Even though I was in St. Louis for Robotics this past weekend, I still made sure to work on my independent. For one, summer is drawing near, and so I need to conduct my experiment when I still have this vast pool of subjects as my disposal. However, I have also gotten to the exciting part of the project where all of my research will begin to pay off. (Though I must continue to keep in mind that my result may show nothing, which would be sad, but I cannot force correlations.) So over the week, I spent a good part of my evening practicing on my fellow robotics members. Now, of course, none of their data will be used as I am still making the final tweaks to the procedure.
Despite all of my research, there were some problems that I did not anticipate. One of the largest problems I found was the repetition of counter offers. It was a common trend for people to decide on a number to use every single time they rejected the other player’s offer. This is problematic since with no variance it becomes next to impossible to tell how implicit bias is affecting their decisions. Now, this could have been because of a couple of participants knowing about my study of game theory and therefore were purposefully more analytical. So before I move onto the final stage I also want to test this on some people I don’t know as well. However, I have a few other solutions that may alleviate the issue. One idea is to disallow repetition so that they need to use a new number each time. However, this could be problematic as it could cause people to just increment their offer. The other more complicated solution is to cue participants up to the idea of responding with different numbers, reminding them that different people may accept different offers based on their notions.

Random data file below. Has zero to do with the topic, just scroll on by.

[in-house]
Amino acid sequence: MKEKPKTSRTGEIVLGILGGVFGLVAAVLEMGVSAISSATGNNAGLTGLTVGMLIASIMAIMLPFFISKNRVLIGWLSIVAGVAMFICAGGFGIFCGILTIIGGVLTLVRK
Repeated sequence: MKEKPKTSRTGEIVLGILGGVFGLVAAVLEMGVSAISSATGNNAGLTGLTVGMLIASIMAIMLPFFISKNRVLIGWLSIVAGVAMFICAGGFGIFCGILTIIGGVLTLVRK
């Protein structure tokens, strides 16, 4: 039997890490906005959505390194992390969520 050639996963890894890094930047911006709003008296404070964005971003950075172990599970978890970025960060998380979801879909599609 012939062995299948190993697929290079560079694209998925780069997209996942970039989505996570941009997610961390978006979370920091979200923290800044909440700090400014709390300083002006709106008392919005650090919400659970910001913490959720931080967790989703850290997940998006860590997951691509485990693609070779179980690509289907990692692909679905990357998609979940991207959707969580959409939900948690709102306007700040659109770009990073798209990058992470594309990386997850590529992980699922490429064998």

Through my practice, I also learned a variety of things that worked. First off, the instructions seem to work well, though it does often take a second or two for each subject to grok what exactly was going on in the experiment. I was able to clear up any confusion though by asking for any questions the participants might have. The time limit also worked well, moving the experiment along and not giving the participants to much time to think through their answers.
Also, for those curious, there is an actual Nash Equilibrium for the game I am using. However, given that people are not going into this with the assumption that people act strictly rational, the Nash Equilibrium has little bearing to the actual experiment. For those who have been following along all year, take a guess in the comments. I am curious if anyone can figure it out. (For a reminder about the specifics of the game: https://independentseminarblog.com/2017/04/11/procedure-update/#more-15906 [it was the second game described]).
Thanks for reading.
For those who want to read some of the studies I have been using: